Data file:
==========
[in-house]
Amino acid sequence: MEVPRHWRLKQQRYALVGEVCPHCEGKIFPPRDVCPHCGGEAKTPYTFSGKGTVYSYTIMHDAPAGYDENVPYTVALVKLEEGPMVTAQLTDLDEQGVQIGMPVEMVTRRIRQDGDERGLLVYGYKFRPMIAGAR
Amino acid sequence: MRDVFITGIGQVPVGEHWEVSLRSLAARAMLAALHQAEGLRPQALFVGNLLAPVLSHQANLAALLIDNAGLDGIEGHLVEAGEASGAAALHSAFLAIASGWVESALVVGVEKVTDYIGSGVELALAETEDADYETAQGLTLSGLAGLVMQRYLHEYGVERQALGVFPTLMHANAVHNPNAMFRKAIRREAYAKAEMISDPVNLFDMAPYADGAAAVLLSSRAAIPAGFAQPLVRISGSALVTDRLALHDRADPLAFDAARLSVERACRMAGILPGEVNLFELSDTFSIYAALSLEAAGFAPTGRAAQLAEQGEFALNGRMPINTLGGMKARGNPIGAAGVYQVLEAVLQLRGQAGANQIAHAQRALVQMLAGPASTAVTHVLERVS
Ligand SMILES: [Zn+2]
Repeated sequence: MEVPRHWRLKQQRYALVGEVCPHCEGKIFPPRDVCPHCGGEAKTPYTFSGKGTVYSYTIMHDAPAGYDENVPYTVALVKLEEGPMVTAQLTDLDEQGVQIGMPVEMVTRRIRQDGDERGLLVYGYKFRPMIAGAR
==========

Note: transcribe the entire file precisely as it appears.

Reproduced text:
[in-house]
Amino acid sequence: MEVPRHWRLKQQRYALVGEVCPHCEGKIFPPRDVCPHCGGEAKTPYTFSGKGTVYSYTIMHDAPAGYDENVPYTVALVKLEEGPMVTAQLTDLDEQGVQIGMPVEMVTRRIRQDGDERGLLVYGYKFRPMIAGAR
Amino acid sequence: MRDVFITGIGQVPVGEHWEVSLRSLAARAMLAALHQAEGLRPQALFVGNLLAPVLSHQANLAALLIDNAGLDGIEGHLVEAGEASGAAALHSAFLAIASGWVESALVVGVEKVTDYIGSGVELALAETEDADYETAQGLTLSGLAGLVMQRYLHEYGVERQALGVFPTLMHANAVHNPNAMFRKAIRREAYAKAEMISDPVNLFDMAPYADGAAAVLLSSRAAIPAGFAQPLVRISGSALVTDRLALHDRADPLAFDAARLSVERACRMAGILPGEVNLFELSDTFSIYAALSLEAAGFAPTGRAAQLAEQGEFALNGRMPINTLGGMKARGNPIGAAGVYQVLEAVLQLRGQAGANQIAHAQRALVQMLAGPASTAVTHVLERVS
Ligand SMILES: [Zn+2]
Repeated sequence: MEVPRHWRLKQQRYALVGEVCPHCEGKIFPPRDVCPHCGGEAKTPYTFSGKGTVYSYTIMHDAPAGYDENVPYTVALVKLEEGPMVTAQLTDLDEQGVQIGMPVEMVTRRIRQDGDERGLLVYGYKFRPMIAGAR